November 11, 2011

U.S. Testing of Seafood Imports Falls Short

Center for a Livable Future

Center for a Livable Future

A Center for a Livable Future study, published recently in Environmental Science and Technology, shows that testing of imported seafood by the U.S. Food and Drug Administration (FDA) is inadequate for confirming its safety or identifying risks.

About 85 percent of seafood consumed in the U.S. is imported, and most of those imports are produced in overseas fish farms, where drugs may be administered to the fish to treat and prevent fish diseases. In terms of food safety, imported seafood is one of the most significant high-risk foods, and FDA oversees the safety of imports. CLF researchers David Love, PhD, and colleagues believed it was important to measure and evaluate the degree to which imported seafood is tested for drug residues.

The findings highlight deficiencies in inspection programs for imported seafood across four of the world’s largest importing bodies and show which types of aquatic animals, and from which countries, are most often failing inspection. The study identified a lack of inspection in the U.S. compared to its peers: only 2 percent of all seafood imported into the U.S. is tested for contamination, while the European Union, Japan and Canada inspect as much as 50 percent, 18 percent, and 15 percent of certain imported seafood products. When testing in the U.S. does occur, residues of drugs used in aquaculture, or “fish farms,” are sometimes found; above certain concentrations, these drugs are harmful to humans.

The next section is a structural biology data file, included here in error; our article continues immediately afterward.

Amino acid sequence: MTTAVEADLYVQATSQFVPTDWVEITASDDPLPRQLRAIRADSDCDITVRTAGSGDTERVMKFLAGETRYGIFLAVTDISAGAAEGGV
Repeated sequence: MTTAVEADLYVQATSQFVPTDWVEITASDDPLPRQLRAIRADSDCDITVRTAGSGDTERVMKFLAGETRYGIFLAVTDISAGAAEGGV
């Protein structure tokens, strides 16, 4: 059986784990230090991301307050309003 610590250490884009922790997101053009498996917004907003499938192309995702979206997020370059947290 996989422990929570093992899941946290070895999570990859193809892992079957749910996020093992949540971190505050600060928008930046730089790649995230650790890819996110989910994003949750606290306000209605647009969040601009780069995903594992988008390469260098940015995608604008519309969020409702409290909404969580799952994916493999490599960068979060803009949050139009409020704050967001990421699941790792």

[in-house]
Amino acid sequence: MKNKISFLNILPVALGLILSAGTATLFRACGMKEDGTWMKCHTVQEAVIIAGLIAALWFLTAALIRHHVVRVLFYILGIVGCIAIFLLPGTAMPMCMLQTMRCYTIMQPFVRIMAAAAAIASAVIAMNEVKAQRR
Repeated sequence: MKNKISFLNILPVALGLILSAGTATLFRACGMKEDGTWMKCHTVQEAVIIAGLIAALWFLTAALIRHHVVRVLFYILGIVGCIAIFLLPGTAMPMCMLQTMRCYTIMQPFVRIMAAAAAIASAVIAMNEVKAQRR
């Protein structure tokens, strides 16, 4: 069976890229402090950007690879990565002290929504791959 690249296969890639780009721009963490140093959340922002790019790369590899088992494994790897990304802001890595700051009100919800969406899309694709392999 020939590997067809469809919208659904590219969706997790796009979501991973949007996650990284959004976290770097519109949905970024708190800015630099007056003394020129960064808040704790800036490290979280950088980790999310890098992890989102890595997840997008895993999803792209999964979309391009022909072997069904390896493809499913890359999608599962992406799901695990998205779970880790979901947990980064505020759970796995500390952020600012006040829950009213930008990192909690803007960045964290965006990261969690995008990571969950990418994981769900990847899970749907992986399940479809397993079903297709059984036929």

The researchers acquired data on inspection programs from governmental websites, published literature, and direct queries to governmental bodies (including FOIA); they then examined violations data as a function of species of aquatic animals, exporting country, drug types, and concentrations. The authors of the study are David Love, Sarah Rodman, Roni Neff, and Keeve Nachman.

The study, which may be accessed here, contains data about types of seafood and exporting countries’ violations. The Johns Hopkins Bloomberg School of Public Health news release refers to some of this data also.

Some of the findings have been covered by Tim Wheeler in his blogpost in the Baltimore Sun’s B’More Green blog.  NPR’s The Salt covered some of the findings, as well.

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